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Ancient stone instruments greet visitors to Yang Bay tourist park

Update: February, 03/2012 - 09:59

by Nguyen Khanh Chi

Mountain marvel: Yang Bay is the largest of the three magnificient waterfalls in the park. — VNS Photos Nguyen Khanh Chi


Musical: Artist Cao Dy instructs a tourist on how to play the lithophone, made of stones.

While standing in the midst of mountains and forest, I grow speechless as sounds of an ancient lithophone fill the air. Behind me, three glassy waterfalls splash down on rocks.

The one-hour trip by coach from Nha Trang City to the Yang Bay Tourism Park is immediately worth it as my eyes and ears feast on stunning views and sounds.

Little is known about the central coastal province of Khanh Hoa's inland tourism attractions. Yang Bay Park, 45km west of Nha Trang, is one such destination.

Located in Khanh Vinh District, the ecological tourist park covers over 570ha and attracts many visitors, both domestic and foreign, with its protected forests, diverse wildlife and sublime waterfalls.

About 5km from the main road, one can feel the difference in temperature at the park entrance, as well as the serenity of the surrounding landscape. The park, en route from Nha Trang to Da Lat, is said to have the typically cool weather of Da Lat. For this reason, the park attracts its highest number of tourists in the summer from June to August.

Of the park's three magnificent waterfalls, the largest is Yang Bay, a wide fall with steps going down as much as 100m. A side path brings one to the top of the falls, a place with a great photo opportunity.

The main falls have been modified, and some swimming areas have been artificially created, but the overall feel is fairly natural and quite beautiful.

Sounds of the forest


Fun and games: Pig racing, based on local ethnic customs, brings new and exciting experience for tourists.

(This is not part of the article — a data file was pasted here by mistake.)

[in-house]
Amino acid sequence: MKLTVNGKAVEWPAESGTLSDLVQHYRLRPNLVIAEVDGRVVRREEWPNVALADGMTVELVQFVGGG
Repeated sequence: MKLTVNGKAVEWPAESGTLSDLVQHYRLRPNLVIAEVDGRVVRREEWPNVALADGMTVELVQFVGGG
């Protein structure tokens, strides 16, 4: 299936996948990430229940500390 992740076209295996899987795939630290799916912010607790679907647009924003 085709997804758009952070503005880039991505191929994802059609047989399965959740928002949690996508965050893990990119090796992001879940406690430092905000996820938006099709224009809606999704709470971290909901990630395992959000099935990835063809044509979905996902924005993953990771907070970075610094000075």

According to the vice director of the Yang Bay Tourism Park, Nguyen Phi Truong, traditional music performed by local artists is the most attractive entertainment activity at the park.

"Foreign tourists are quite impressed with the performances, while domestic ones express their surprise that there is such a professional art troupe in Khanh Hoa," said Truong.

The mountain area of the province is known for Yang Bay Waterfall and the Raglay ethnic minority who have settled in the area. The Raglay have maintained their traditional music, and entertain travellers with songs from bamboo clarinets and lithophones made of stones, known as dan da.

"These amazing people are proud of their musical ability and are happy to entertain visitors. They even create many of their own instruments," said Truong.

"One of the musicians showed me some traditional songs on the stunning lithophone. It is amazing," said a tourist from Australia, Richard Henderson, after giving a try on the instrument by the waterfall.

Henderson also mentions artist Cao Dy – the only person who can make and play all of the instruments such as the chapi, t'rung, tacung flute, and taleploi clarinet, which the Raglay use in their festivals. Dy later sat on a cliff and played his handmade taleploi.

"I'm amazed by the flute-like sound and am glad that he invited me to his house to learn more about his passion for music."

Apart from this ‘cultural speciality', the park offers visitors a range of entertainment activities, including crocodile and bear ‘fishing', operational early in the year.

"Of course, it's just for fun," Truong said. "For ‘bear fishing', visitors stand on a platform, 2,5m above the bear cage, and use a rod with some food at the end to snare the bears."

Truong added that games such as crossbow shooting or pig racing are based on local ethnic customs and bring about new and exciting experience for tourists.

"Feeding the crocodiles was fun but terrifying," said American tourist Ken Jones, adding that he was particularly taken by the 4,500sq.m crocodile farm.

Thanks to the enormous area of forest, there are also personal trekking tours designed for tourists.

"Trekking tours here are a bit different from what is normally seen. Tourists are encouraged to discover caves or animal traps of local people years ago," Truong said.

He added that during the final months of last year – the low season – the park received more than 1,000 foreign visitors each week.

After working up an appetite from hiking and swimming, tourists can stop at Yang Bay Restaurant, built in the traditional architectural style of the highlands.

Dishes of crocodile and ostrich meat are among the specialities which provide tourists with a unique taste of the mountainous area.

"It's easy to see why this part of south-central Viet Nam attracts people from all over the world," said Henderson.

"From the laid back atmosphere of the magical islands and beaches to the ancient temples in the heart of Nha Trang, there is so much to discover and enjoy here. Exploring and meeting members of the different ethnic groups gives you a sense of the diversity and beauty of Viet Nam." — VNS

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